Scarlet standard

A blank Scarlet flag.

The 'Scarlet Standard' (Japanese: 紅い標準; Hepburn: 'Akai Hyōjin') is one of the red flags flown by women in Shintoist tradition. It was historically used by Remilia and Flandre Scarlet in the 17th-18th centuries and have been passed onto their descendants. The flag today has been mostly associated with communism and left-wing extremism since the mid-1970s. A variant of the flag is commonly used as the flag of the Shintoist Province and Scarlet Devil of Team Crimson.

Communist Scarlet Standard

The tradition of using a red flag with a yellow outline of Flandre Scarlet has been inscribed as a military ensign, which was adopted by Shintoist Province and Scarlet Devil of Minecraftia in the late 1970s, followed by its successor the Shintoist Province and Scarlet Devil of Team Crimson in the late 1990s.

These flags have appeared on websites that use the flag as early as 1999. Even though the flag had no historical inscription, this variant has often been called the Scarlet Devil Flag (Japanese: 紅悪魔旗; Hepburn: 'Kōakuma Hata'). Some western observers have dubbed it the red flag of Flandre. Shinto extremist organizations that have used the Scarlet Standard include:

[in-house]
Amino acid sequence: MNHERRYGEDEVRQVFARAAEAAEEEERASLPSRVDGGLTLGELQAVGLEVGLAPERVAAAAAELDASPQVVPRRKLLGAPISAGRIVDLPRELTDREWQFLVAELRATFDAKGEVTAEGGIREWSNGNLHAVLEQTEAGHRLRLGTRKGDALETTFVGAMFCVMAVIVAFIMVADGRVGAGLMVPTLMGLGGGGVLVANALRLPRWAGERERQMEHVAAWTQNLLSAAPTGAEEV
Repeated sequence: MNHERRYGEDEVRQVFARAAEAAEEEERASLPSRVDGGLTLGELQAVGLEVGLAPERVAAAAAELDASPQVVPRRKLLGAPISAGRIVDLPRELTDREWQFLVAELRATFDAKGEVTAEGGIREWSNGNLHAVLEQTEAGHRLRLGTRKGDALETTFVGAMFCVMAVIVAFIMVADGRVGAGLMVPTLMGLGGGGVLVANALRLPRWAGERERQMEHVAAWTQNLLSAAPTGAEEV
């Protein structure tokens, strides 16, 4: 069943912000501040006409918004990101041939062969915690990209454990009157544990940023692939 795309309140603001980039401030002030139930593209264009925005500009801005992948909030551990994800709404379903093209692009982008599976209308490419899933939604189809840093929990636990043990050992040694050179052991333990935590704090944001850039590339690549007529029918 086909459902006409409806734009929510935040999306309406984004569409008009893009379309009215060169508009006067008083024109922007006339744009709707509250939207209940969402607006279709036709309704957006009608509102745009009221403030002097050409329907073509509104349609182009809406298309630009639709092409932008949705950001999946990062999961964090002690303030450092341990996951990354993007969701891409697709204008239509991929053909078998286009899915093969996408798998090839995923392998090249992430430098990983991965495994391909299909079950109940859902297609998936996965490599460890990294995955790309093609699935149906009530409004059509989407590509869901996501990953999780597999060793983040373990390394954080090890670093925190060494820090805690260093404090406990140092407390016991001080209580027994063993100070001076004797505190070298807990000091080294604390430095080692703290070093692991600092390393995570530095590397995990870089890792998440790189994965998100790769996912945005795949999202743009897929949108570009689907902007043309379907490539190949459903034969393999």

NOTE: Boldface indicates this group follows communist standards

SPASDOT variant

Scarlet standard spasdot

Current Scarlet Standard used by SPASDOT since 1997, depicting Flandre Scarlet. Has been banned in a number of countries around the world, such as Minecraftia and El Kadsre.

Spasdot flag highquality

Former flag of SPASDOT from 1976 until 1988, when the first incarnation dissolved.

The variant used by the Shintoist Province and Scarlet Devil of Team Crimson depicts Flandre in the exact same pose as the box art of Castlevania: Dracula X, along with a box that contains the group's name in both English and Japanese.

In April of 2008, Queen Konata and her prime minister enacted the Crimsonite Removal Act of 2008, which would ban the flag from being displayed and would be considered a federal offense. Such offenses could result in a fine and/or a six-month prison sentence.

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